• National Science Foundation: In a surprise boost by Congress, NSF will receive $3.429 billion for 1998, an increase of $179 million, or 2.4 percent over the 1997 level after inflation. The agency had requested $3.367 billion. The portion of NSF's budget dedicated to grants to universities will get a slightly smaller lift of 1.9 percent to $2.546 billion for research and related activities.

    (in millions)
      FY1997 FY1998 Request Congress Action
    Research and Related Activities $2,432 $2,514 $2,546
    Education and Human Resources $619 $626 $633
    Major Research Equipment $80 $85 $109
    Sources: National Science Foundation, House and Senate Committee Appropriations Committee
    NSF's major gain from Congress comes in terms of infrastructure. The 24 percent increase to $109 million will be used to build an observatory for atmospheric sciences near the North Pole, improve the United States South Pole station, complete the Laser Interferometer Gravitational Wave Observatory, and begin building the Millimeter Array, a group of 40 telescopes.

  • U.S. Department of Agriculture: After inflation, USDA's R&D figure for 1998 represents a loss of 2 percent in buying power. The Agricultural Research Service, USDA's in-house research arm, will see its budget rise from the FY1997 level of $716.8 million to the FY1998 level of $744 million . Grants to state cooperative research extensions will increase slightly, from $421.5 million in FY1997 to $431.4 million in FY1998. USDA's research budget hasn't been hurt as badly as its overall budget, which will fall from $52.2 billion in 1997 to $49.7 billion in 1998, a 7.3 percent reduction, after inflation. Some of the loss can be attributed to cuts in food stamps resulting from an improved economy and welfare reform.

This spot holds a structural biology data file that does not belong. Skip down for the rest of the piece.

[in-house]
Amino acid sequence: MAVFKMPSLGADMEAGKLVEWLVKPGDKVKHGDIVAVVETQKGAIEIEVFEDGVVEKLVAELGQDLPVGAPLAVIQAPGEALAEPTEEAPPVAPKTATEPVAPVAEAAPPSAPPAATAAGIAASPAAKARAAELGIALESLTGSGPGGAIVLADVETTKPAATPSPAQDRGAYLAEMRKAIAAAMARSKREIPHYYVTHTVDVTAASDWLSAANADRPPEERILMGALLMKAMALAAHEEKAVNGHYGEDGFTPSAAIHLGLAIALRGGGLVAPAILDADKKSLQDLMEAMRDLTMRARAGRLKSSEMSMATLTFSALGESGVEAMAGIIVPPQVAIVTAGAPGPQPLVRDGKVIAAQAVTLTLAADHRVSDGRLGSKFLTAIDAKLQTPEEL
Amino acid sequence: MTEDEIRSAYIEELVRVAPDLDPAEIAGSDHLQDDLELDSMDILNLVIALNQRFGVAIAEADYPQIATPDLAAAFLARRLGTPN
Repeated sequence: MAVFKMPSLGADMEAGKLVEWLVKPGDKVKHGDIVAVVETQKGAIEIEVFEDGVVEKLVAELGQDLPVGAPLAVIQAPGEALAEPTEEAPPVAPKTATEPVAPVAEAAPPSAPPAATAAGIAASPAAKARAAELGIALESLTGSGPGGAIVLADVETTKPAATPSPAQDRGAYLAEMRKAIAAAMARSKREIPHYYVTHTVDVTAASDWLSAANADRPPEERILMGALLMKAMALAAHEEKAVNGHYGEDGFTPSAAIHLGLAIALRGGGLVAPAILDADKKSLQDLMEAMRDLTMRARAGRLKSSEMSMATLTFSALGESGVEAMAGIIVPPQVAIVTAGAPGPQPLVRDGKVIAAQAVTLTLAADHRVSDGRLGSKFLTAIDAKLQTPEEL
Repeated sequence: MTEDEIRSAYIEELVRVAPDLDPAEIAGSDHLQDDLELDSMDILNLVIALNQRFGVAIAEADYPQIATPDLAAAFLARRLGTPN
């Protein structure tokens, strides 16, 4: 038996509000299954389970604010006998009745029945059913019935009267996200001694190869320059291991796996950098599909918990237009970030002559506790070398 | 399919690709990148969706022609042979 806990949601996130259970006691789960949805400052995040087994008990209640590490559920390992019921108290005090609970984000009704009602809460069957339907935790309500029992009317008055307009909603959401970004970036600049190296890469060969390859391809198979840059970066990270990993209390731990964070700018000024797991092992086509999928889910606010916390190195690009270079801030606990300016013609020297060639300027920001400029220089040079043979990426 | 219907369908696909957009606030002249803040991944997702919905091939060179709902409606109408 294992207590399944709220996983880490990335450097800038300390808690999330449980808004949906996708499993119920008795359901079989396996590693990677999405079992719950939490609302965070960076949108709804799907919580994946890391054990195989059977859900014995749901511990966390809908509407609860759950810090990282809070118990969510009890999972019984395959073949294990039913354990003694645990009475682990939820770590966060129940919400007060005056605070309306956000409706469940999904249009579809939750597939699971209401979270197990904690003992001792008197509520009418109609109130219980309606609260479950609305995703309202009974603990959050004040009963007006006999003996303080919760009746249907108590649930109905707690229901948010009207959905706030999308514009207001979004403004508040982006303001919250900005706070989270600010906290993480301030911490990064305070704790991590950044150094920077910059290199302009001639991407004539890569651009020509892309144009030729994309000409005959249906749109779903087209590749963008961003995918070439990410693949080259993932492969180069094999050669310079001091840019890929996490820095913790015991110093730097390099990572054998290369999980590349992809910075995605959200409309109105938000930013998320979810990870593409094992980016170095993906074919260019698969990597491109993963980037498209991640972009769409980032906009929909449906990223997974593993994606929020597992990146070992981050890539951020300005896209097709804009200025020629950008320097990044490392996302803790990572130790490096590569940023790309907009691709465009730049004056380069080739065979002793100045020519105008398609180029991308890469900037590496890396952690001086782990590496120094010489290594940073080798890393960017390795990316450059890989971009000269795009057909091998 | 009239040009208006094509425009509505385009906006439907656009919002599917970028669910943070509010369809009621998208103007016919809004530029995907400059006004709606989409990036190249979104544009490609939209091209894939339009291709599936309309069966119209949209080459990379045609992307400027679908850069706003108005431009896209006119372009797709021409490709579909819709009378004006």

The federal government's sudden cessation of support for agricultural research facilities could be the most painful to universities. The FY1997 budget allocated $61.6 million for that purpose; the FY1998 budget figure for that category is zero.